Waking a little earlier than usual and opening the curtains onto the balcony of we found ourselves in what must be one of the most beautiful places on earth, just in time for the sunrise. Regretting the time we had given to Colombo instead of Ella, we waited for the promised breakfast service. First to be brought out were what we have come to think of as the staple items: hoppers, dal, sambol and of course, white toast. We also were given a cool tropical fruit drink, and later, a small omelet. We found these hoppers to have a somewhat unappetizing texture, a little too spongey for our tastes (others have been more crisp). The rest was also just OK, reminding us why we typically choose to research food options outside of the complimentary meals provided at B&Bs.
After breakfast we set out on our drive back toward Kandy, with a driver arranged yesterday by our Kandy guesthouse host. After a few non-culinary stops we made our way to Nuwara Eliya, known as the highest city in Sri Lanka, where we stopped for lunch at a place that our driver seemed to know. It was quite busy, so we anticipated some toothsome victuals. The rice and curry combination came with a choice of chicken or fish for the protein, so of course we got one of each. Aside from these, the curries were fish, potato, and a green identified as spinach (but we think it what Google calls water spinach as what we came to know in Malaysia as kangkong), and one or two others we seem to have forgotten and the ubiquitous dal. How did it taste, you may ask? Well, delicious, yes, but all the rice and curry was starting to blend together into a curry-leaf-fenugreek-cumin-peppery oneness. Yes, it was good, but we were beginning to crave something, maybe anything, else.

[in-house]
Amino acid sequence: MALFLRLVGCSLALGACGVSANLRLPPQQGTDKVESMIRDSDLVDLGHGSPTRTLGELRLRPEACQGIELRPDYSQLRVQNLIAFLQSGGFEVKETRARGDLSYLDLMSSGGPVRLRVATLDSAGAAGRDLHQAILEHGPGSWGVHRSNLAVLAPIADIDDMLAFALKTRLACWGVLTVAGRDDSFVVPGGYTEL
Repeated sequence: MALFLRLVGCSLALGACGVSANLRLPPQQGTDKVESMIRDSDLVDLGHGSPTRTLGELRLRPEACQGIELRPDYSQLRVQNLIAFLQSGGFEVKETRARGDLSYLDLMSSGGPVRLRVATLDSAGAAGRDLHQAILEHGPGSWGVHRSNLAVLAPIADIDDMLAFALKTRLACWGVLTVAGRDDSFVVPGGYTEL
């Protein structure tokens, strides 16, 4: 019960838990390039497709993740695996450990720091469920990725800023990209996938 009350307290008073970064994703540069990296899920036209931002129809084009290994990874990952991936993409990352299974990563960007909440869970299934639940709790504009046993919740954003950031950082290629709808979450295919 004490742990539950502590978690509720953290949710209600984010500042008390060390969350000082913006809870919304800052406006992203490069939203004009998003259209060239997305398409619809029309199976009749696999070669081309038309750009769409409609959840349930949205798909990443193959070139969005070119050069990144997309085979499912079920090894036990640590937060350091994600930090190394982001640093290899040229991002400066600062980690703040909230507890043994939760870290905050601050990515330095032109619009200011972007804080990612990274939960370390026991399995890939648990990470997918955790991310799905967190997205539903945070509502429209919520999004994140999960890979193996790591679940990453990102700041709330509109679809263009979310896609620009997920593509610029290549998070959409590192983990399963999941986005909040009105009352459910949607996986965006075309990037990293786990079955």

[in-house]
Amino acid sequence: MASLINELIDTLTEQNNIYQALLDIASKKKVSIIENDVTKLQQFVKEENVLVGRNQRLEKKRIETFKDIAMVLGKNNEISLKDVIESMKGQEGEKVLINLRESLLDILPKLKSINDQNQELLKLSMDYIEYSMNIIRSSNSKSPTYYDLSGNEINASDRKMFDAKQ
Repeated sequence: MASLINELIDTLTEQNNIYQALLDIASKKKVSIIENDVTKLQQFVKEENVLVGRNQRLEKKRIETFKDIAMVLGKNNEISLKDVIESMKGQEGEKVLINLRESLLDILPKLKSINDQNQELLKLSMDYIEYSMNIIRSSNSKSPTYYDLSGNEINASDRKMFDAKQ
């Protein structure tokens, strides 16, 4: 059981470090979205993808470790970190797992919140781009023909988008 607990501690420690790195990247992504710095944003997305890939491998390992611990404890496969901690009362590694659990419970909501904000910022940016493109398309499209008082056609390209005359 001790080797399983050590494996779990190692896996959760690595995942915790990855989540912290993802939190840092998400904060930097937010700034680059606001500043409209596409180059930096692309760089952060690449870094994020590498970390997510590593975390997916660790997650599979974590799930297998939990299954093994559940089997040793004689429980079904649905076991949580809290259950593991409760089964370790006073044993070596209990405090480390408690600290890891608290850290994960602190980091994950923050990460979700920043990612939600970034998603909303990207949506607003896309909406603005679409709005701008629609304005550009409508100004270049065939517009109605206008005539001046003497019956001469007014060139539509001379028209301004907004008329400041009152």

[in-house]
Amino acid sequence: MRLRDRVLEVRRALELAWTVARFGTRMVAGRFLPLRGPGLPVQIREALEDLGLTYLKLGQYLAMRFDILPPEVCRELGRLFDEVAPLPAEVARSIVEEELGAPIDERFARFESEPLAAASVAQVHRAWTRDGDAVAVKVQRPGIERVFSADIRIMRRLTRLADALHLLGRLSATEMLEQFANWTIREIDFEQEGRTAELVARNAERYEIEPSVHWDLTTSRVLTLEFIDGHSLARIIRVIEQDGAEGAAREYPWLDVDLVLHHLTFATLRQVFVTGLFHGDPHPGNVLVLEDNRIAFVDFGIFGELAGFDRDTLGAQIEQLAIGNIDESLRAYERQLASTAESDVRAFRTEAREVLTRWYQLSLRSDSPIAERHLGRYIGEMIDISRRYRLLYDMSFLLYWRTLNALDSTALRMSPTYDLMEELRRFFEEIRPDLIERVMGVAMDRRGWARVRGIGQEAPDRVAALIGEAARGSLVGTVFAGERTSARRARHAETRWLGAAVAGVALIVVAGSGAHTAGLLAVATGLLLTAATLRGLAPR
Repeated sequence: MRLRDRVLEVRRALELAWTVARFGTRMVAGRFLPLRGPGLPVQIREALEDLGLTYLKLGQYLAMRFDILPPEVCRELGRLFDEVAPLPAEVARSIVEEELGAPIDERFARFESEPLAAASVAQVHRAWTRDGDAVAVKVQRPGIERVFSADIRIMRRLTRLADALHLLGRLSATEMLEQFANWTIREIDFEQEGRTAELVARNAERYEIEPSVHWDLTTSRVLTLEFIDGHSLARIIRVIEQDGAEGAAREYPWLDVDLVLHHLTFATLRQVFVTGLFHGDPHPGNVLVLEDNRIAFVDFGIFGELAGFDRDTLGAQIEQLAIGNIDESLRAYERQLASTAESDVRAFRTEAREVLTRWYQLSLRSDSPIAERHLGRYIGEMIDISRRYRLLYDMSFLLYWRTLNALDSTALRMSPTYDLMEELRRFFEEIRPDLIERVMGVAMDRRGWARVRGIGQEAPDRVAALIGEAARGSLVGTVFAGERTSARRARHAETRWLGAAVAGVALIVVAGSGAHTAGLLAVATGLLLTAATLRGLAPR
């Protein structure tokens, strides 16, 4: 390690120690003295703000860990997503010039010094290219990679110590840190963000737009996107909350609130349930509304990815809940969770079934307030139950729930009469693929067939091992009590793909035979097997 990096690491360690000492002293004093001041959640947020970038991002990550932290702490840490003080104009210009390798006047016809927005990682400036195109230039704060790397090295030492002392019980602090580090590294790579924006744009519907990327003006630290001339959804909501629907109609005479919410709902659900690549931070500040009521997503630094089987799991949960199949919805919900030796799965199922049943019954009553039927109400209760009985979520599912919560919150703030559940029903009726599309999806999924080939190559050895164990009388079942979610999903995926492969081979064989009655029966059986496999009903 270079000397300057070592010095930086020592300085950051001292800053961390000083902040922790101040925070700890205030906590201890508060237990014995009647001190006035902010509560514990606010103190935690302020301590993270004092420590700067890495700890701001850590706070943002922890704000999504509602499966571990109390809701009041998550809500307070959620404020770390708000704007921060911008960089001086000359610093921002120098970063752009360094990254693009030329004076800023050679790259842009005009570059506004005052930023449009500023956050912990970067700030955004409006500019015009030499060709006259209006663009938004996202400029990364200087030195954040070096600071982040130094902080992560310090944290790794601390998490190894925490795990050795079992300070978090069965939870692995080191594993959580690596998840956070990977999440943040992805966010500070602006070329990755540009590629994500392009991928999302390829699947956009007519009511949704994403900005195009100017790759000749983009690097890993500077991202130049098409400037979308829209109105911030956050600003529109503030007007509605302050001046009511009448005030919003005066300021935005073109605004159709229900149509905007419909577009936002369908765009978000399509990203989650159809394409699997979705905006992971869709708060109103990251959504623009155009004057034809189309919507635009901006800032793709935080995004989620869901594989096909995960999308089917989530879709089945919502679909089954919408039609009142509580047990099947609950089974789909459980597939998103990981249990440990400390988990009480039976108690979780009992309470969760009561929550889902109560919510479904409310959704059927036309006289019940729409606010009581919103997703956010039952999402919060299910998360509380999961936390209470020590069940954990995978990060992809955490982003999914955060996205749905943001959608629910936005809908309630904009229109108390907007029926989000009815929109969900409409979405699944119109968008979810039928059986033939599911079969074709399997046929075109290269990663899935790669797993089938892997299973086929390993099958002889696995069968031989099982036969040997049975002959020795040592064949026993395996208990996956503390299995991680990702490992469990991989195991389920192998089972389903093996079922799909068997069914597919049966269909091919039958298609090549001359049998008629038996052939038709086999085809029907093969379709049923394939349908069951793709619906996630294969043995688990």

After lunch our next stop was at one of the tea plantation processing facilities that dot the landscape. A guide took us for a quick walk through the plant, explaining the all the various drying, fermenting, chopping and sorting steps. It was quite interesting, the warm wet tea smell was amazing, even as complete non-aficionados. Another element of our tea ignorance was that we had no idea Orange Pekoe was a grade (the highest) of tea, not a separate variety. After the tour we were given a taste of Broken Orange (third highest), and with even with no added sugar it was quite good, smooth and aromatic with a hint of sweetness.
Stopping at one of the roadside stands as we continued toward Kandy, we picked up a small bag of jackfruit. These giant pods contain hundreds luscious fingers of sweet fruit-fleshy goodness encasing individual seeds. The taste is sort of the definitive tropical fruit flavor, with a flavors of banana, mango and papaya all rolled into one.